Companies that make, use, dispose, and recycle plastics must participate in international efforts to restrict plastic waste and chemicals used to make plastic, because the policies will affect how they do business, industry officials say.
Recent and predicted global restrictions on plastic were among the topics discussed this week at the Global Chemical Regulations Conference. The annual meeting was attended by companies such as Exxon Mobil Corp., Occidental Chemical Corp., Royal Dutch Shell plc, as well as law, consulting, and chemical testing firms, U.S. and international government agencies.
Industry engagement in plastic policy initiatives is essential, said speakers including Anastasia Swearingen, director of global affairs at the American Chemistry Council, which organized the conference.
Among the initiatives is a United Nations Environment Assembly meeting next February to consider a legally binding agreement to tackle plastic pollution, said Chever X. Voltmer, the Ocean Conservancy’s director for plastics initiatives. The assembly, which consists of 193 member states, is the U.N.’s highest international decision-making body for environmental matters.
The agreement’s goals include stopping the leakage from landfills and other sources of 11 metric tons of plastic a year into the ocean, where it harms marine life and damages habitats, she said.
Supporting extended producer responsibility and creating a waste management system that offers recycling incentives are among the policies that industries should be seen supporting, she said.
“What industry does between now and then may have significant impact on what countries say should be in the treaty,” said Voltmer, who previously oversaw marine debris issues at the State Department.
In Congress, Rep. Alan Lowenthal (D-Calif.) and Sen. Jeff Merkley (D-Ore.) last month introduced the Break Free From Plastic Pollution Act (H.R. 2238, S. 984), which would require producers of packaging, containers, and food-service products to design, manage, and finance waste and recycling programs.
The chemistry council has criticized the bill, saying it would “impede America’s manufacturing resilience and our ability to bounce back economically after crises” as well as cause shortages of essential materials and block advanced recycling technologies.
$5 Billion Investment
Yet industry is taking steps to solve the problem of plastic pollution, investing more than $5 billion toward initiatives over the past three years, said Chris Jahn, the chemistry council’s president and CEO.
“We’re using those contributions to modernize the U.S. recycling infrastructure and expand the types and volumes of plastics that can be reused or incorporated into a circular economy,” Jahn said.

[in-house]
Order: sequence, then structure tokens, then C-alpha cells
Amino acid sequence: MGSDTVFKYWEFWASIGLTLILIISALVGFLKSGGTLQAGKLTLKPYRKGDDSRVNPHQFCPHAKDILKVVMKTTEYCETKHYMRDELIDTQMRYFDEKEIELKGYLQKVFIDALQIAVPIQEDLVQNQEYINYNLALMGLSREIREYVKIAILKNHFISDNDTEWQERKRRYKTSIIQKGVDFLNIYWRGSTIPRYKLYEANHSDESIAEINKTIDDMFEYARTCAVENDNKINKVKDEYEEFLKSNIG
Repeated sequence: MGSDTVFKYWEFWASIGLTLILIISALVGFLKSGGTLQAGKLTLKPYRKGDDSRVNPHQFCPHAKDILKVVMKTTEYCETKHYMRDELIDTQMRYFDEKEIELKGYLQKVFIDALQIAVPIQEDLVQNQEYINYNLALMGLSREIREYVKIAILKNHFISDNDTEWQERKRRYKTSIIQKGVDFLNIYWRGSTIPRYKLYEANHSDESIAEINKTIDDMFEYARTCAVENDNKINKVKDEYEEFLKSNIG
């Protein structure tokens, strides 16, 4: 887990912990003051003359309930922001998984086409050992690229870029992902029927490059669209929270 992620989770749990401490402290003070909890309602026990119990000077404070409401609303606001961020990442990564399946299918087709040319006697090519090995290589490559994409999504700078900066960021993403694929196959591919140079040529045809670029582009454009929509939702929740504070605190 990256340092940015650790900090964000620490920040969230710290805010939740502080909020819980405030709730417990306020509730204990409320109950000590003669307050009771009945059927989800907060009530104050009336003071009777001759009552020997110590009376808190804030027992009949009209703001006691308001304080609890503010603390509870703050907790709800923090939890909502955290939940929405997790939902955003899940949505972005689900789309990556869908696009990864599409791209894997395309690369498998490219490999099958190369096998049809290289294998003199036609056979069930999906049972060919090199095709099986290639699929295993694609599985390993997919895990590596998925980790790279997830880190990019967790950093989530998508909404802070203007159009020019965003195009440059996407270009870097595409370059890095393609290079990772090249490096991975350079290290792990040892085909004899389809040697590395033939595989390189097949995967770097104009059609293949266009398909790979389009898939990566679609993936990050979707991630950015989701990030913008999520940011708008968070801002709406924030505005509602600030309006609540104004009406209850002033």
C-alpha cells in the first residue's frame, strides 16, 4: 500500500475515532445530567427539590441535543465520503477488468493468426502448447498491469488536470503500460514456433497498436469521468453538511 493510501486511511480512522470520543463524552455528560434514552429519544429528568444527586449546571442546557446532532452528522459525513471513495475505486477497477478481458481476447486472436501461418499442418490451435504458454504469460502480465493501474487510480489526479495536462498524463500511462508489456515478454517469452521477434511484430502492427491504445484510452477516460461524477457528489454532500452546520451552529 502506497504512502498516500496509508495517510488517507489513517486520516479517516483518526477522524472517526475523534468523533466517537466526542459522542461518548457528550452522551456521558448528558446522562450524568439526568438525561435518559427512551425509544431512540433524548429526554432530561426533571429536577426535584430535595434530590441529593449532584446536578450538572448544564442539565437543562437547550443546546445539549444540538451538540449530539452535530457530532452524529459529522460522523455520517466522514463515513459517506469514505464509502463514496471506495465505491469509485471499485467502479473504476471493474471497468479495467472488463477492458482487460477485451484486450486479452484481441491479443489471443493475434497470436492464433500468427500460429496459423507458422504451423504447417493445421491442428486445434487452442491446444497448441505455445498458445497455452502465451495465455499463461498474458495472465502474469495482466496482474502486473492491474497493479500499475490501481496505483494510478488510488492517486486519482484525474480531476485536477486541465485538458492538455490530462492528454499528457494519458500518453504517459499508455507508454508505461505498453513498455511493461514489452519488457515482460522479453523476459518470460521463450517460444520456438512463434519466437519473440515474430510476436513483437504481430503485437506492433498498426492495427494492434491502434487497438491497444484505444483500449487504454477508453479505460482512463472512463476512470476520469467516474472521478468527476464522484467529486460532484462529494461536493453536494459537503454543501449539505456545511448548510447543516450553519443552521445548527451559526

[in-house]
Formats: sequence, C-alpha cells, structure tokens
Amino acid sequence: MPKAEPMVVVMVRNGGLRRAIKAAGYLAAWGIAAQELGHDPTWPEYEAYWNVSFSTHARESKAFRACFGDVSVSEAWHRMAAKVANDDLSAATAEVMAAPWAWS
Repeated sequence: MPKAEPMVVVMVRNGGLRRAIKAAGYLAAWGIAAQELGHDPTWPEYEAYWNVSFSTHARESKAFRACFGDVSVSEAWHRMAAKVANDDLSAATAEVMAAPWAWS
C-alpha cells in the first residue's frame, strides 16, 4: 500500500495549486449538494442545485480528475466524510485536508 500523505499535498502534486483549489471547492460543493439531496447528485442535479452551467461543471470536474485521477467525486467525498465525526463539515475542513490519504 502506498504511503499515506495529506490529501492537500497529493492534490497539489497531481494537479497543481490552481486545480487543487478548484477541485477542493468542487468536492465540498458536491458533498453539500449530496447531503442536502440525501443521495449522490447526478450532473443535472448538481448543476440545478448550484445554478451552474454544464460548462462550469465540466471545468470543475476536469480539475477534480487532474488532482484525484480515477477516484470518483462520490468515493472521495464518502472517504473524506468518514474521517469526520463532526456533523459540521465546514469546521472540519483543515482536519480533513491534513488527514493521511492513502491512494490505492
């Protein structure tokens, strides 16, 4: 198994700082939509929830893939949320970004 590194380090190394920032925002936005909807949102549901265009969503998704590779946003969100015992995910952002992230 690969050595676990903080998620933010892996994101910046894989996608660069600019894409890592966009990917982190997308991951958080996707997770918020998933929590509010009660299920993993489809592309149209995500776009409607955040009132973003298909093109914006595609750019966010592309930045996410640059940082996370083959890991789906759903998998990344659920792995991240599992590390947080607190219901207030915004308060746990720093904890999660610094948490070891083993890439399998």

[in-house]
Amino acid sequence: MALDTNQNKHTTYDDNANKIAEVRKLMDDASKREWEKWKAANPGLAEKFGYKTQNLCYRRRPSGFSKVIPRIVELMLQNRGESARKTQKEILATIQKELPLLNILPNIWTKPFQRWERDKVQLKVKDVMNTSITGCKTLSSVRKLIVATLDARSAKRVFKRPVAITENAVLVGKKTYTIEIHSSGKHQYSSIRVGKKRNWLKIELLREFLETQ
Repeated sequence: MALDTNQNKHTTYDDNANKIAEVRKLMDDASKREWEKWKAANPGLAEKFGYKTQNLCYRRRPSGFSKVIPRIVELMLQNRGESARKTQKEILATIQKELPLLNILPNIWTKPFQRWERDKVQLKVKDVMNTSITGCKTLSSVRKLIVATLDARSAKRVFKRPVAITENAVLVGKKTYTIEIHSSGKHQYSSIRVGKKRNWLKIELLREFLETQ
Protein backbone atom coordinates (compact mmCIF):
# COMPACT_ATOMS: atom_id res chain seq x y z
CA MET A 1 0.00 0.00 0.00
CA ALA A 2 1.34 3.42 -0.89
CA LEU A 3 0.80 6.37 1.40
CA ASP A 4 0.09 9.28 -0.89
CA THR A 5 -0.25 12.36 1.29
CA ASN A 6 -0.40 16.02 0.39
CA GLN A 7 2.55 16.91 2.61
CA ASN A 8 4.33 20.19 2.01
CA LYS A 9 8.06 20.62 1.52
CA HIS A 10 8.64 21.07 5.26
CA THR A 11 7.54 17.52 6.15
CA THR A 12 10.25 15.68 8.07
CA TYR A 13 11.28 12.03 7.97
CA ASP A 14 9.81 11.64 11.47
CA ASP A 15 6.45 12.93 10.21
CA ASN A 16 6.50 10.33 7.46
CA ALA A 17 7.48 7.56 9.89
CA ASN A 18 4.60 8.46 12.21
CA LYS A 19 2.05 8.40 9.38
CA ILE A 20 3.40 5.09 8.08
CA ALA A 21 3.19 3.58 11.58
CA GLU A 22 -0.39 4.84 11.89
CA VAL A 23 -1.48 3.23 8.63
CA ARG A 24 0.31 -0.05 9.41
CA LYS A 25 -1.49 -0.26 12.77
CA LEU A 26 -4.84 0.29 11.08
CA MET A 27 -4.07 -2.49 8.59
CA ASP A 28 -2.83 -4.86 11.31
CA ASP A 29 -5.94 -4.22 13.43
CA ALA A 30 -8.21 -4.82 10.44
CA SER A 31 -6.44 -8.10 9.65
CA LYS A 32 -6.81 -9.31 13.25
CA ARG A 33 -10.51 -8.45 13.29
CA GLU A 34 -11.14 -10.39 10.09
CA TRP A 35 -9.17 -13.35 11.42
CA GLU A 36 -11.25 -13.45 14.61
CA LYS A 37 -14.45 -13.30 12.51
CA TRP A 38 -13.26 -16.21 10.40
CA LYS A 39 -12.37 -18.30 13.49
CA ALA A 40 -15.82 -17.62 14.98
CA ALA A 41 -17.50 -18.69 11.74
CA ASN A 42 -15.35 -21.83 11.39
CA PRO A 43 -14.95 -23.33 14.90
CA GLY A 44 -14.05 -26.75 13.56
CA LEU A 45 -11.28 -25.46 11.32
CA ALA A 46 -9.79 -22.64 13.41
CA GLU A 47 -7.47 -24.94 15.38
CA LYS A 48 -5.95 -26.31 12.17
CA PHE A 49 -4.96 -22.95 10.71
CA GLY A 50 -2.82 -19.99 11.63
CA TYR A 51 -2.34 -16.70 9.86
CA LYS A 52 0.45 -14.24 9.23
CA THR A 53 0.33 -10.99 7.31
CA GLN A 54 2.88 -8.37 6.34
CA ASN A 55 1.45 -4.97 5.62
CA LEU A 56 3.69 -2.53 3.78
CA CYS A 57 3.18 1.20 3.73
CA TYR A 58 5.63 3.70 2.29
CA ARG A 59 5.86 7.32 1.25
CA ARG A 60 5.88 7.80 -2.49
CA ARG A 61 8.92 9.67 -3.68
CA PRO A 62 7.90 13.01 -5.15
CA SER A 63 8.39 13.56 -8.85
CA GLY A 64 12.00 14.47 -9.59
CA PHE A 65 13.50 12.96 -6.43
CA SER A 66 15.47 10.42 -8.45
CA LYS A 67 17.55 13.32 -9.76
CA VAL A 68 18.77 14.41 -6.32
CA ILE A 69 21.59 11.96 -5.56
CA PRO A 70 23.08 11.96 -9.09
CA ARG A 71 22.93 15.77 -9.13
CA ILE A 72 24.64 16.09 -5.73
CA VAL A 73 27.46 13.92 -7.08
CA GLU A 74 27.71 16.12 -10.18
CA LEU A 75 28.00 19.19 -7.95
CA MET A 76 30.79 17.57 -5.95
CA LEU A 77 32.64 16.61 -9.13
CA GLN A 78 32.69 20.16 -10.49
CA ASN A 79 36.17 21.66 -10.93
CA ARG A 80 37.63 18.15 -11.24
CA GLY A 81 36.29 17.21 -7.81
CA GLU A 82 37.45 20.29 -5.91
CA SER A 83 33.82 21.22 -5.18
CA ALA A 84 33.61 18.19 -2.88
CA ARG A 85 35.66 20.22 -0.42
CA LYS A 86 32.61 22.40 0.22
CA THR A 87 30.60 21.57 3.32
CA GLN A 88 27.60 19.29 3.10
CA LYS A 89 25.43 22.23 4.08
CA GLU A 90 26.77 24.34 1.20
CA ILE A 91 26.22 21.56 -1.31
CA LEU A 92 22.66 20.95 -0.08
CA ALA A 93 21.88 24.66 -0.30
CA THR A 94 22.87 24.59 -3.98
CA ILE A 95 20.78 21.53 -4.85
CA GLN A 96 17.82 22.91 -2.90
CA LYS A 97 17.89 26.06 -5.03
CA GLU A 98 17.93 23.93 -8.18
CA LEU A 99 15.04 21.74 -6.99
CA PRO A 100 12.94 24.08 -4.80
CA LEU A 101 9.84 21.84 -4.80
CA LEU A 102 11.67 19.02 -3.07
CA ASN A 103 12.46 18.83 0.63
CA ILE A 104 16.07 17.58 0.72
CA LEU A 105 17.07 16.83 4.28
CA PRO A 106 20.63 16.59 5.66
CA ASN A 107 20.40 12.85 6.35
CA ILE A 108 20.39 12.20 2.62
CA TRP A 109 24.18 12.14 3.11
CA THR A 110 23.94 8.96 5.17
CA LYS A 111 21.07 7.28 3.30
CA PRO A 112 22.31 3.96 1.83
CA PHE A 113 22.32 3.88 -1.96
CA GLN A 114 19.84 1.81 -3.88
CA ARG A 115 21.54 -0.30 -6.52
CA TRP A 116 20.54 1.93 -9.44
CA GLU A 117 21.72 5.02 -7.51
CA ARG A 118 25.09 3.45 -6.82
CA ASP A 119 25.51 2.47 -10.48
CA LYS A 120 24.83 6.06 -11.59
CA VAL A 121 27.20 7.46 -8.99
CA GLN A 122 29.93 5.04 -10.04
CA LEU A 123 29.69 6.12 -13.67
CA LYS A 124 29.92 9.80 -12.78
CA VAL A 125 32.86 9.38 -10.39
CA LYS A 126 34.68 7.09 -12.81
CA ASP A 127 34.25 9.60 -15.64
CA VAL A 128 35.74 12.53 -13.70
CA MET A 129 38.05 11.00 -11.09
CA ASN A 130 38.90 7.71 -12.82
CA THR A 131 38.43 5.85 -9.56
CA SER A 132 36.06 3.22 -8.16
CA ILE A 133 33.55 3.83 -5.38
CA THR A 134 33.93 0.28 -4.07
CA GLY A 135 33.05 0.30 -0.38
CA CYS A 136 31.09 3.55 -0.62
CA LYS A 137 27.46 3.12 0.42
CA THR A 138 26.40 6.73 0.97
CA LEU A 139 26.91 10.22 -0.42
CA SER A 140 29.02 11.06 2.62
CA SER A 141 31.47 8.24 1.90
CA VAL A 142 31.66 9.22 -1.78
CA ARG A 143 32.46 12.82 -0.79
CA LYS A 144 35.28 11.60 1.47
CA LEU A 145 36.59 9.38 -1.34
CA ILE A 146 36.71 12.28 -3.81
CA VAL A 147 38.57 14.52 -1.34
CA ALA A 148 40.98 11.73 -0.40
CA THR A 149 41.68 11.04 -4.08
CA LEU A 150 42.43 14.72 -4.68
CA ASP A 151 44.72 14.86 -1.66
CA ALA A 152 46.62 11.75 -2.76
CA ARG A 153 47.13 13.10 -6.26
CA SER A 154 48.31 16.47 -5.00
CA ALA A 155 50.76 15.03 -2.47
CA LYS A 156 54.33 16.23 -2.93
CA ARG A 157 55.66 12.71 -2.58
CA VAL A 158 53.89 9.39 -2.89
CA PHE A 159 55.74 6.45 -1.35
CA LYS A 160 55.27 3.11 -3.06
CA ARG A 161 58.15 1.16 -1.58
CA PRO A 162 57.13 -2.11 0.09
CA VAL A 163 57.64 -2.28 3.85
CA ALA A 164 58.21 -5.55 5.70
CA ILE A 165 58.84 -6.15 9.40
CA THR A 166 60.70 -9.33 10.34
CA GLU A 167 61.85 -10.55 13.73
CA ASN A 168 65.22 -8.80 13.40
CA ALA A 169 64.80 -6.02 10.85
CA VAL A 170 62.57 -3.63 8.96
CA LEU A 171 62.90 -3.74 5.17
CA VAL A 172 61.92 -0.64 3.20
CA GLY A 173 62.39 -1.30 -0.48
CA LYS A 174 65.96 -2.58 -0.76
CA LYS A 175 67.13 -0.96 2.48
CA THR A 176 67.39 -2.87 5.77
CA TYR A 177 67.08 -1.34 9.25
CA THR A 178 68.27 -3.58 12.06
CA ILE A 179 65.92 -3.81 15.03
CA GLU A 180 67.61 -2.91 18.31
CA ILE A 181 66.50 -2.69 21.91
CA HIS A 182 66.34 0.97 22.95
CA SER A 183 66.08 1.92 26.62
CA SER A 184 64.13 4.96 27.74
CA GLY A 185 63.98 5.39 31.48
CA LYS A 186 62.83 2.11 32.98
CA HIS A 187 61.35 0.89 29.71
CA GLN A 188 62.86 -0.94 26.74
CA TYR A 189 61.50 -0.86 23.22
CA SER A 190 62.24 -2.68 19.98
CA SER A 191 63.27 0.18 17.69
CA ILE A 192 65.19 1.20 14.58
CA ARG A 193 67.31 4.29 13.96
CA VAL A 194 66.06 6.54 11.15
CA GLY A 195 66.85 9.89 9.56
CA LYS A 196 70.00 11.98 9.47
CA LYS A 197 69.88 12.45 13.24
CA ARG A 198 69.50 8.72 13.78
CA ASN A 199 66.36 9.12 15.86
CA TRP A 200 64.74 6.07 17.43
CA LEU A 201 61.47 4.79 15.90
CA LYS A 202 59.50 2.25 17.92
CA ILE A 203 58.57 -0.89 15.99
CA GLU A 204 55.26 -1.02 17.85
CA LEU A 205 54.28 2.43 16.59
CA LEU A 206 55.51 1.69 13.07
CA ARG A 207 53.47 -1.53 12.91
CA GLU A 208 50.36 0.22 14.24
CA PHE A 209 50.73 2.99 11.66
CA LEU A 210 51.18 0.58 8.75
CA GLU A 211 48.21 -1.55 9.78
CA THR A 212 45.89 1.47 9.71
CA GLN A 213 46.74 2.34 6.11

Examples include Brightmark LLC’s, $260 million plastics renewal facility which is being built to convert 100,000 tons of plastic waste into fuel and other materials; Eastman Chemical Co.’s $250 million polyester renewal facility, to turn 100,000 metric tons of plastic waste into specialty plastics; and PureCycle Technologies LLC’s securing of $250 million in bond financing to build a plant to transform waste into 105 million pounds annually of what it calls “ultra-pure recycled polypropylene.”
Plastic is too valuable a feedstock to waste, said Michael Witt, corporate sustainability director for Dow Inc.
Other initiatives discussed at the conference include an effort to globally restrict use of a plastic additive; Canada’s proposal to ban or restrict certain single-use plastics; a European Commission proposal to tighten regulations of polymers, which are used to make plastic and other materials; and a Basel Convention amendment that, effective Jan. 1, began to control trade in plastic waste.
The proposed justification to regulate some of the chemicals under debate—including a widely used plastic additive, UV-328—could have serious ripple effects for other chemicals, speakers said.
A committee advising the Stockholm convention decided in January, that UV-328, made by BASF SE, met the convention’s criteria for possible restriction, said Martin Kayser, the company’s senior vice president of product safety.
The treaty targets chemicals that remain in the environment for years, build up in the food chain, are toxic, and circulate globally. UV-328 meets many of those criteria, but it doesn’t meet the convention’s definition of long-range, global transport, Kayser said.
Under the convention, a chemical might meet the long-range transport criteria if it moves through the air, water, or migrant species, said Karissa Kovner, a senior EPA policy adviser for international affairs. But the committee decided UV-328 is transported via marine debris, a means not discussed in the treaty and a rationale the agency has concerns about, she said.
Using a chemical’s presence in marine debris as a way to meet the treaty’s transport criteria would set a “dangerous precedent for many more chemicals,” Kayser said. And the science on UV-328 doesn’t support that conclusion, he said.
The next step is for the same committee to review the economic and societal implications of restricting UV-328.